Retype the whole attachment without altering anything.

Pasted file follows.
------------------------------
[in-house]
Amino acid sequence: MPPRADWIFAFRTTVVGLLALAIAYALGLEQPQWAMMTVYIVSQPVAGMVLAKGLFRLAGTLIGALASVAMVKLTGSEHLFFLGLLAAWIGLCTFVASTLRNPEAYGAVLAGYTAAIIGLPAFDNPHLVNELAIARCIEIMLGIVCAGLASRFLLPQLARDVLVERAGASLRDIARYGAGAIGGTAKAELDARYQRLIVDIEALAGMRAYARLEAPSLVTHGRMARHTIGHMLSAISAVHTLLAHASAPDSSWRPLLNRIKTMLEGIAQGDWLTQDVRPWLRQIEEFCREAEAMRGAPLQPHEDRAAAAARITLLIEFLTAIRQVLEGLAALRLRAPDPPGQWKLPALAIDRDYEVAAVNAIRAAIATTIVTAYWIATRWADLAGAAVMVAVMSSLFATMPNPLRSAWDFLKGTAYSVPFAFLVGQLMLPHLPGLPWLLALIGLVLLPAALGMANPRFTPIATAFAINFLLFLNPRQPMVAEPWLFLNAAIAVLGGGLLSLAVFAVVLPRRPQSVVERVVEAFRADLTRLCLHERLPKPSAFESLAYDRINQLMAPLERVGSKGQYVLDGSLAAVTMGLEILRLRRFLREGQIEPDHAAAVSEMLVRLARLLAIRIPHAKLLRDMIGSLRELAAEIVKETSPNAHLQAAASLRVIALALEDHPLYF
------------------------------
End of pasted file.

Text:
[in-house]
Amino acid sequence: MPPRADWIFAFRTTVVGLLALAIAYALGLEQPQWAMMTVYIVSQPVAGMVLAKGLFRLAGTLIGALASVAMVKLTGSEHLFFLGLLAAWIGLCTFVASTLRNPEAYGAVLAGYTAAIIGLPAFDNPHLVNELAIARCIEIMLGIVCAGLASRFLLPQLARDVLVERAGASLRDIARYGAGAIGGTAKAELDARYQRLIVDIEALAGMRAYARLEAPSLVTHGRMARHTIGHMLSAISAVHTLLAHASAPDSSWRPLLNRIKTMLEGIAQGDWLTQDVRPWLRQIEEFCREAEAMRGAPLQPHEDRAAAAARITLLIEFLTAIRQVLEGLAALRLRAPDPPGQWKLPALAIDRDYEVAAVNAIRAAIATTIVTAYWIATRWADLAGAAVMVAVMSSLFATMPNPLRSAWDFLKGTAYSVPFAFLVGQLMLPHLPGLPWLLALIGLVLLPAALGMANPRFTPIATAFAINFLLFLNPRQPMVAEPWLFLNAAIAVLGGGLLSLAVFAVVLPRRPQSVVERVVEAFRADLTRLCLHERLPKPSAFESLAYDRINQLMAPLERVGSKGQYVLDGSLAAVTMGLEILRLRRFLREGQIEPDHAAAVSEMLVRLARLLAIRIPHAKLLRDMIGSLRELAAEIVKETSPNAHLQAAASLRVIALALEDHPLYF